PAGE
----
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    A chapter within the Mann and Ornstein edited volume, this research reveals how the modern presidency has adapted to the permanent campaign ethos. Tenpas demonstrates that the changing composition of the White House organization, the emerging role and influence of pollsters and campaign consultants, and the use of campaign-like tactics to govern have all played a role in the modern president’s adaptation to the permanent campaign.

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  • Tenpas, Kathryn Dunn, and Matthew J. Dickinson. “Governing, Campaigning and Organizing the Presidency: An Electoral Connection?” Political Science Quarterly 112.1 (1997): 51–66.

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    This article explains the transition from governing back to campaigning: the point at which sitting presidents gear up for reelection. Instead of political parties managing an incumbent president’s campaign as they did in the pre-reform era (the late 1960s when political parties changed the nominating process), the modern White House has seized control, consequently requiring presidents to restructure their presidential staff. The findings reveal the strain on the presidency as it essentially performs two different missions.

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  • Tenpas, Kathryn Dunn, and J. A. McCann. “Testing the Permanence of the Permanent Campaign: An Analysis of Presidential Polling Expenditures, 1977–2002.” Public Opinion Quarterly 71.3 (2007): 349–366.

    DOI: 10.1093/poq/nfm020Save Citation »Export Citation »E-mail Citation »

    Based on the concept that the White House is in permanent campaign mode, the authors examine presidential polling expenditures from President Carter through the early George W. Bush years. Their findings demonstrate that presidents spend more intensely on polling during the reelection campaign, and that polling expenditures increase over the course of each presidential term. These patterns suggest that there are common forces affecting all presidents: the quest for reelection and a natural decline in support over time.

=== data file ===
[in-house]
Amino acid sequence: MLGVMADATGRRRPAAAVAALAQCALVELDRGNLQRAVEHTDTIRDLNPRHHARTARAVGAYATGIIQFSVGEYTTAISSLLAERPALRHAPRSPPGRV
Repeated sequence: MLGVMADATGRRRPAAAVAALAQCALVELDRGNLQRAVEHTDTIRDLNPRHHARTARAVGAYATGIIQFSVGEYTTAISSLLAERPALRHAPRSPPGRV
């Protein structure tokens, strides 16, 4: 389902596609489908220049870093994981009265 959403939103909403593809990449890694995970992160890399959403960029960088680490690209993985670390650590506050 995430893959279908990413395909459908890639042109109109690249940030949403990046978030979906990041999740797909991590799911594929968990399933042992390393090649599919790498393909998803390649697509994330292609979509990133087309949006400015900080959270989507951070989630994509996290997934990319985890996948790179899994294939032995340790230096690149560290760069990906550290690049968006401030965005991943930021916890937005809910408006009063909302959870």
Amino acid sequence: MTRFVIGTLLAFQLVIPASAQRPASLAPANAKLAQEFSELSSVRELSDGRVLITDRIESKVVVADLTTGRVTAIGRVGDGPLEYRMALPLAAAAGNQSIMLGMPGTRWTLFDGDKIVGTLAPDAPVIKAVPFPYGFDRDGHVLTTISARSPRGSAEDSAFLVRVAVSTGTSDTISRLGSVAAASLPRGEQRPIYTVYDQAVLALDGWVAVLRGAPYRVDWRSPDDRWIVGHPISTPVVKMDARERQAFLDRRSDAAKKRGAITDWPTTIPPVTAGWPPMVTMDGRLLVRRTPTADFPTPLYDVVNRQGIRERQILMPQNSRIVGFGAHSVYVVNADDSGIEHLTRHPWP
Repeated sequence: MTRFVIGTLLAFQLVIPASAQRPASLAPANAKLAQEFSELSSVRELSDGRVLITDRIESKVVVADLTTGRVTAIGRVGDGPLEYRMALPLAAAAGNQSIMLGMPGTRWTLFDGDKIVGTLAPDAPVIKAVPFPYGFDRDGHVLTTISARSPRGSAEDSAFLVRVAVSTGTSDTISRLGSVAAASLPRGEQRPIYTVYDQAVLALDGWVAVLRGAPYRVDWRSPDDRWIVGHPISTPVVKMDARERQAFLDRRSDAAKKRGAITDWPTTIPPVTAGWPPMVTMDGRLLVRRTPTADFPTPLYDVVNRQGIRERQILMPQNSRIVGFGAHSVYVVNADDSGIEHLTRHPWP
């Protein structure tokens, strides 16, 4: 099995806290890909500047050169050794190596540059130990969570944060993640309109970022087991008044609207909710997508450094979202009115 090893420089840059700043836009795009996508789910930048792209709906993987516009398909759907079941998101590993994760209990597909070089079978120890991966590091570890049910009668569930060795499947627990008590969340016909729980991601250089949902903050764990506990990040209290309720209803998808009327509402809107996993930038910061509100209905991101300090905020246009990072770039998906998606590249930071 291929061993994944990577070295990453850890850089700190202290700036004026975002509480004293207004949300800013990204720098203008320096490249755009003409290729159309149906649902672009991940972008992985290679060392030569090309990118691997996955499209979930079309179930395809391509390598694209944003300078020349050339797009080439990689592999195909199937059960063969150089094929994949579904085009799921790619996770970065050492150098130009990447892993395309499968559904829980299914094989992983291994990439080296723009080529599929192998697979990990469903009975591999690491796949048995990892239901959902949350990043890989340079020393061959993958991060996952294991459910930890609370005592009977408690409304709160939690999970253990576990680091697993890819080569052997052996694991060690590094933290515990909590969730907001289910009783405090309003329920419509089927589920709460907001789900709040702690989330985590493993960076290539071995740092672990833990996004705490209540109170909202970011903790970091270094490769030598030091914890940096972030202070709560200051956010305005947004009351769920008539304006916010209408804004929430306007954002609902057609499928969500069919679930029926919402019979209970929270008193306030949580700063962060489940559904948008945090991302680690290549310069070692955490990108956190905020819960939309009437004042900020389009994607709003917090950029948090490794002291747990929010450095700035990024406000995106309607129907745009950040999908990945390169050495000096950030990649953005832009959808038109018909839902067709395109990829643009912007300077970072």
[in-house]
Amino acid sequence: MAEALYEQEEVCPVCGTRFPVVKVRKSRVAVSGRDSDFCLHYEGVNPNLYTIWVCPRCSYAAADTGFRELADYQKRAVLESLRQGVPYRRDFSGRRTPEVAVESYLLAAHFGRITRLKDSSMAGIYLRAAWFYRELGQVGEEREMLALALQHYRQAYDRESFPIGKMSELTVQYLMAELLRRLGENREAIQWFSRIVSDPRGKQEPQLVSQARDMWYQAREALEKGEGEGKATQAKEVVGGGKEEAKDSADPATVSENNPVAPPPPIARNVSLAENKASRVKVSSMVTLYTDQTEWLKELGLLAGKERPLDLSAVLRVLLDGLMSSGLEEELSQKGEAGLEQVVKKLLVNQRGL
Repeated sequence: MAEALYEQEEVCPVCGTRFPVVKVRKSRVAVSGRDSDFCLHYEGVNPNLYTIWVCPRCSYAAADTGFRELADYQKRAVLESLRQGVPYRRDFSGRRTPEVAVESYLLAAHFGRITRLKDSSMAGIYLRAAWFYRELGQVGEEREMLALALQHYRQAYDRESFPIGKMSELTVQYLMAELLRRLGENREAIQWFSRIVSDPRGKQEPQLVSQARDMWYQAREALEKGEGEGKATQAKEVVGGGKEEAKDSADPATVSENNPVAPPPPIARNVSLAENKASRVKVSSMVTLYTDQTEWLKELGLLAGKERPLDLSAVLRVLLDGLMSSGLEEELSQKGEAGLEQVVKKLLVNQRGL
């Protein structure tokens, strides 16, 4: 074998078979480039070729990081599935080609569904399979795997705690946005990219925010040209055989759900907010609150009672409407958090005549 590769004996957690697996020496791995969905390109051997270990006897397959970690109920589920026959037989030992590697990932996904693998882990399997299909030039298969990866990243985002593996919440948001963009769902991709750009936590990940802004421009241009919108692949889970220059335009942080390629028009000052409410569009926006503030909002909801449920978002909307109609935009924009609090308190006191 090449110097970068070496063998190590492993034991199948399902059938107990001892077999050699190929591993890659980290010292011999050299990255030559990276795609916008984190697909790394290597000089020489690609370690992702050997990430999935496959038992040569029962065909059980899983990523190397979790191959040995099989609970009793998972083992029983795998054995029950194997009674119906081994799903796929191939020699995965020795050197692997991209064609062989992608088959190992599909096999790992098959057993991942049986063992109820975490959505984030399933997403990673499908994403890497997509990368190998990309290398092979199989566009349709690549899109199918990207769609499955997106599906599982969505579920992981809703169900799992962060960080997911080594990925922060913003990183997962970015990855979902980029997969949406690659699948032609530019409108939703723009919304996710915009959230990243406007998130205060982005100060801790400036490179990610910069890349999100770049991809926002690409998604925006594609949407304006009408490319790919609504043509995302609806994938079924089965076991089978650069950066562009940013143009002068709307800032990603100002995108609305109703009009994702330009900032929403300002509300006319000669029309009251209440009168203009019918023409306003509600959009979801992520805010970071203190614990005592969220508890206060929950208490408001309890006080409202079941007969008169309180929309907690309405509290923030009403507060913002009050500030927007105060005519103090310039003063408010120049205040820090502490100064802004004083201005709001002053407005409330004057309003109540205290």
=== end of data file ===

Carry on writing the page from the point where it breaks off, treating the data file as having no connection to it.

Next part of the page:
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Evidence of the Permanent Campaign

This third category of research includes those works that illustrate features of the permanent campaign, but do not rely on the concept to organize their findings. Their lines of inquiry are rooted in other subfields within American politics, but their findings provide important evidence of the permanent campaign.

Public Opinion and the Permanent Campaign

Perhaps the most fruitful line of permanent campaign research has been institutional or historically based research that documents the emergence of presidential polling (Jacobs and Shapiro 1995, Eisinger 2003 and Heith 2004). Presidential concern (or some may even say, preoccupation) over public standing has been well documented, though all White House occupants (staff and president) continue to grapple with efforts to improve public approval ratings (Brace and Hinckley 1992).

  • Brace, P., and B. Hinckley. Follow the Leader: Opinion Polls and the Modern Presidents. New York: Basic Books, 1992.

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    The authors examine the influence of opinion polls on presidents from Harry Truman through George H. W. Bush. This book is an important early account of how presidents seek to influence opinion polls, particularly as their popularity wanes. This intense focus on public approval is part and parcel of the permanent campaign mentality.

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  • Eisinger, R. M. The Evolution of Presidential Polling. New York: Cambridge University Press, 2003.

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    Privately conducted polls on behalf of the president emerged in the FDR administration, but in a highly secretive manner. What was once concealed has now become commonplace, particularly since President Nixon. Pollsters help presidents gauge support and provide options for selling their programs to the public; maximizing public approval and “selling” the president’s policy agenda are key elements of the permanent campaign. Eisinger’s historical overview is a valuable source for understanding the modern permanent campaign.

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  • Heith, Diane J. Polling to Govern: Public Opinion and Presidential Leadership. Palo Alto, CA: Stanford Law and Politics, 2004.